Powderfinger performed "My Happiness" live on the Late Show with David Letterman while touring North America with British rock group Coldplay.[5] They were the fourth Australian act (after The Living End, Silverchair, and Nick Cave) to play on the show.[15] The band also did free promotional shows leading up to the release of the single.[16] In Europe, "My Happiness" received approximately four weeks of airplay on German music video program Viva II, and the band sold out for three nights in a row in London, partly due to the success of the single.[17]

Music video[edit]

A frame from the "My Happiness" music video showing a sentient slinky dancing as Powderfinger perform the song in the background

The music video for "My Happiness" starts at a railway station (Roma Street in Brisbane) with a boy and girl stepping off a train. As the pair leave the train, the boy turns and tries to reach for something, but the girl pulls him back. It is shown that he was reaching for a sentient slinky. The slinky leaves the train, and passes Middleton busking in the train station. The slinky ventures to find the boy, facing a range of challenges along the way; these include avoiding fruit falling on it and riding a skateboard. In the middle of the music clip, the slinky is shown making its way through a music room in which Powderfinger are performing "My Happiness". It rests on the bar and the band finishes playing, while the background music continues. As Powderfinger leaves, the slinky is picked up by Haug. He gets into a car and places the slinky on the car's dashboard, but it falls out the window as the car turns a tight corner. It lands outside the gate of a house and is picked up and brought inside to the boy.

The video was created by Fifty Fifty Films, who created numerous other Powderfinger music videos.[18] It was directed by Chris Applebaum and produced by Keeley Gould of A Band Apart, with editing by Jeff Selis. Cameron Adams of The Courier Mail reported that following the music video's release, slinky sales increased dramatically.[19]

Release and commercial success[edit]

"My Happiness" was released as a single in Australia on 21 August 2000.[20] When asked how they chose the release date, Fanning jokingly said "the release date is timed to coincide with the Olympics, when all the visitors are here ... they can go into HMV and pick it up."[21] At the time of the single's release, the band's previous album, Internationalist, was still in the top 50 on the ARIA Albums Chart, 95 weeks after entering.[22][23] The single featured B-side "My Kind of Scene", which had already received strong airplay due to its appearance on the Mission: Impossible 2 soundtrack.[24] "My Happiness" appeared on a Triple M compilation entitled Triple M's New Stuff,[25] and on a Kerrang! compilation, Kerrang!2 The Album.[26]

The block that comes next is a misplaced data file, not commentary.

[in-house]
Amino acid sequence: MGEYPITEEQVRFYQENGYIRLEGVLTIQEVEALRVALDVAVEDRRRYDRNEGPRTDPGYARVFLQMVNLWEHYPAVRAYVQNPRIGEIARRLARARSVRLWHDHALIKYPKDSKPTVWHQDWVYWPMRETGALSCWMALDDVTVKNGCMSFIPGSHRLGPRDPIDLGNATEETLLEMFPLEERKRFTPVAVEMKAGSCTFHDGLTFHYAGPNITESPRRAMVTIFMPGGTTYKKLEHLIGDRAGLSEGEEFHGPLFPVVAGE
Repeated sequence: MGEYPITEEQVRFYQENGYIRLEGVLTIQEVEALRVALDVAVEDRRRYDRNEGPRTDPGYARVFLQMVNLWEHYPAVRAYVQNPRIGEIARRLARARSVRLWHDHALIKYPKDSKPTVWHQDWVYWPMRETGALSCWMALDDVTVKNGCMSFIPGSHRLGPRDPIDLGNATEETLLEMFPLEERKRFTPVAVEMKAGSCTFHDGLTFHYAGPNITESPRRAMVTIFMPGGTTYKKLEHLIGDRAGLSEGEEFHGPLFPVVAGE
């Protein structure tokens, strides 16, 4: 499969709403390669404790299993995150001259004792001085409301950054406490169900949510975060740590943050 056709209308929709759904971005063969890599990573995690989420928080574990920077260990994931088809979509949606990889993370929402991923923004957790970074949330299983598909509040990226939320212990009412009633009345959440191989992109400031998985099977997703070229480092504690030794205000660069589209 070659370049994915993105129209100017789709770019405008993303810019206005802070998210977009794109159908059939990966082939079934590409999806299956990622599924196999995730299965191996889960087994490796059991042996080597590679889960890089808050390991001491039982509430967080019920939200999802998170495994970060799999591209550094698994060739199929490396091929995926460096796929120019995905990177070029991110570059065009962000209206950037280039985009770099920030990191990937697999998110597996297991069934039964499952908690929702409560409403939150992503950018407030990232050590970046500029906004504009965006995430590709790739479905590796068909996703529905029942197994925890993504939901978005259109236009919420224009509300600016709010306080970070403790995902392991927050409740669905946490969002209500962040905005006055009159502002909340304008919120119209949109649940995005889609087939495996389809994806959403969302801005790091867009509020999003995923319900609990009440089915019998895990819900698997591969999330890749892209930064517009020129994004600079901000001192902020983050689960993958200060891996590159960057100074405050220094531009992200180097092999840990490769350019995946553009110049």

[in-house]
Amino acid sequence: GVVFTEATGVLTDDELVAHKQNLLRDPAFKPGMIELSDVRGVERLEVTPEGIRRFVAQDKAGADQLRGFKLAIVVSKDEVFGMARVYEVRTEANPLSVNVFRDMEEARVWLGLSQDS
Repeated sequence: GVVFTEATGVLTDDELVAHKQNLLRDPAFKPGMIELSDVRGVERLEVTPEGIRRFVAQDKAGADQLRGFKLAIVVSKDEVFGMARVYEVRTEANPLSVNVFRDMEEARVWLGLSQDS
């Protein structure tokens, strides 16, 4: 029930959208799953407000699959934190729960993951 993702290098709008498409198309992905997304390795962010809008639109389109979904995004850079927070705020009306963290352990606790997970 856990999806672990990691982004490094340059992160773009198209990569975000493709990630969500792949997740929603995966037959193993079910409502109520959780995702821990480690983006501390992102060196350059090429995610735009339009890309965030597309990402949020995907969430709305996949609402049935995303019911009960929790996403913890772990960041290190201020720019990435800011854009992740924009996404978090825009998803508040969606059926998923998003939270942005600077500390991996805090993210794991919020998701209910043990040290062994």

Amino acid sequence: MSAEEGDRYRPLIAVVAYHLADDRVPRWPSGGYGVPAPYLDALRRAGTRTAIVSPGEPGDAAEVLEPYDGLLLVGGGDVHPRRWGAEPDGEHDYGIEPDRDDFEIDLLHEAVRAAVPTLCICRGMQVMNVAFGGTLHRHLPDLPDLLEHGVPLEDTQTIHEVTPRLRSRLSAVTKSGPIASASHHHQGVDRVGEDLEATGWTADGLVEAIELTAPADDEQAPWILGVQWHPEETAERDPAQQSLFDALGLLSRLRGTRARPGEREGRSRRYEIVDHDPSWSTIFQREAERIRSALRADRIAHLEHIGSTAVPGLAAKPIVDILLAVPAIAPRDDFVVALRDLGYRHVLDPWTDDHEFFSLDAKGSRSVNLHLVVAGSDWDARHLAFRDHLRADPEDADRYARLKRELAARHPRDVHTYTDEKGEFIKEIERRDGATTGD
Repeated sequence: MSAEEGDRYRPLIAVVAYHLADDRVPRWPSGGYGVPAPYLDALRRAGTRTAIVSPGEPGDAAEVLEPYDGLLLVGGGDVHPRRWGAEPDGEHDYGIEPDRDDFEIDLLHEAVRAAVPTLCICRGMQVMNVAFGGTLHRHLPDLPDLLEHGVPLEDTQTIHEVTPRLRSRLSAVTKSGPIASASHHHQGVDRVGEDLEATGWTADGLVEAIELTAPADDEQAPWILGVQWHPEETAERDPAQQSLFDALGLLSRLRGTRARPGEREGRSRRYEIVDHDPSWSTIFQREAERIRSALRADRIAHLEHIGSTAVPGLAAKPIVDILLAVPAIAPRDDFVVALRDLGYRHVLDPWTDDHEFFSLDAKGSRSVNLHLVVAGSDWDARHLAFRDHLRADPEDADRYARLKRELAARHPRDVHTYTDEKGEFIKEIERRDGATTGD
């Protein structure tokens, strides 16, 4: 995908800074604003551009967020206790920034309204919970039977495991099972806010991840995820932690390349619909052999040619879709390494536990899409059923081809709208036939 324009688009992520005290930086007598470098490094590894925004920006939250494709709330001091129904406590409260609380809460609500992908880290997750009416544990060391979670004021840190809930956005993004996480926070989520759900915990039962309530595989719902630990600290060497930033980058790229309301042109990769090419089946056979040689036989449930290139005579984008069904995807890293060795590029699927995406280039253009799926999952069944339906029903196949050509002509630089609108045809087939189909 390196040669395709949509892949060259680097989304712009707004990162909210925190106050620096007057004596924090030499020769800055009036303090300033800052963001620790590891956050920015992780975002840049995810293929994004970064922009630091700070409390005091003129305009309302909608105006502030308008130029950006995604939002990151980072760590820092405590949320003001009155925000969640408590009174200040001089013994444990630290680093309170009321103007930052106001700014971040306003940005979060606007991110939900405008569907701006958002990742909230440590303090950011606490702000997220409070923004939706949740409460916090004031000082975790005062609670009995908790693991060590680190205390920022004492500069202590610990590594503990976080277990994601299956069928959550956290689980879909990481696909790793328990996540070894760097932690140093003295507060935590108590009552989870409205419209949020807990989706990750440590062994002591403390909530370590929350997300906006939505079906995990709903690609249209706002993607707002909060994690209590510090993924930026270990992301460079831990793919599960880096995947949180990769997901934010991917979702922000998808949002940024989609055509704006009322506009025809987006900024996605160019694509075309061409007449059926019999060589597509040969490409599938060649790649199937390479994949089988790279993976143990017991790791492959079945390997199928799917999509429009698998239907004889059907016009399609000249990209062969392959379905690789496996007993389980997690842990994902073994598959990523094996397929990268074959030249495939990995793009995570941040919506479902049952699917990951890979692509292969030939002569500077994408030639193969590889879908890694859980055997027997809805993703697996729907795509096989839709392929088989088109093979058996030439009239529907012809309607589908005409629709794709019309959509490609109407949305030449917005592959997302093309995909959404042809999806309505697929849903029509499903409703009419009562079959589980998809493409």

"My Happiness" entered the ARIA singles chart at number four—making it Powderfinger's highest-charting single in Australia—and spent 24 weeks on the chart.[26] It reached number two on the Queensland singles chart,[27] and peaked at number seven on the New Zealand singles chart, on which it spent 23 weeks.[28] "My Happiness" was Powderfinger's first single to chart in the US, reaching number 23 on the Modern Rock Tracks chart.[13]

The song won the "Single of the Year" award at the ARIA Awards of 2001,[29] and the 2001 "Song of the Year" APRA Award.[30] Furthermore, "My Happiness" topped the Triple J Hottest 100 chart in 2000,[31] and appeared on that year's CD release.[32] Rolling Stone Australia named "My Happiness" "Song of the Year" in a reader poll.[10] "My Happiness" was the eighth most-played song on Australian radio in 2001.[33]

Critical reception[edit]

"My Happiness" was a critical success. Cameron Adams of the Herald Sun wrote that "My Happiness" did not disappoint in the trend of excellent first singles from Powderfinger, citing "Pick You Up" and "The Day You Come" as examples. He praised the song's structure, stating that "the verses almost crash into the chorus". Adams also expressed surprise that "My Kind of Scene" was only released as a B-side.[36] The Newcastle Herald's Chad Watson described a mixture of acoustic and electric guitar and "a restrained yet warmly infectious chorus".[34] Despite praising it as a "Big Rock AnthemTM", Richard Jinman of The Sydney Morning Herald complained that "My Happiness" was not as "hummable" as past singles "Passenger" or "These Days".[35] Devon Powers of PopMatters described it, and "Waiting for the Sun", as sounding bored.[37] The Evening Mail agreed; it argued the "rock-lite" song, while sounding lush, failed to "make you really sit up and take notice".[38]

Despite being highly critical of Odyssey Number Five, Allmusic's Dean Carlson labelled it, alongside Odyssey No. 5, as one of the album's best songs, for the riff Powderfinger executed "better than most bands of their stature".[39] Adams also enjoyed the song's "wobbly guitar",[36] and Sain's Christie Eliszer approved of the "acoustic strumalong",[40] but The Advertiser's Michael Duffy said the song was "a familiar piece of yearning guitar indie that is polished but pedestrian"; he reserved his praise for "My Kind of Scene", which he described as akin to the best of Internationalist.[41] Darren Bunting wrote in the Hull Daily Mail that "My Happiness" was the best song on Odyssey Number Five, praising "soaring vocals, heartfelt lyrics and chiming guitar".[42] Entertainment Weekly's Marc Weingarten said that on "My Happiness", "Fanning's heavy heart is tattered by scratching and clawing guitars".[43]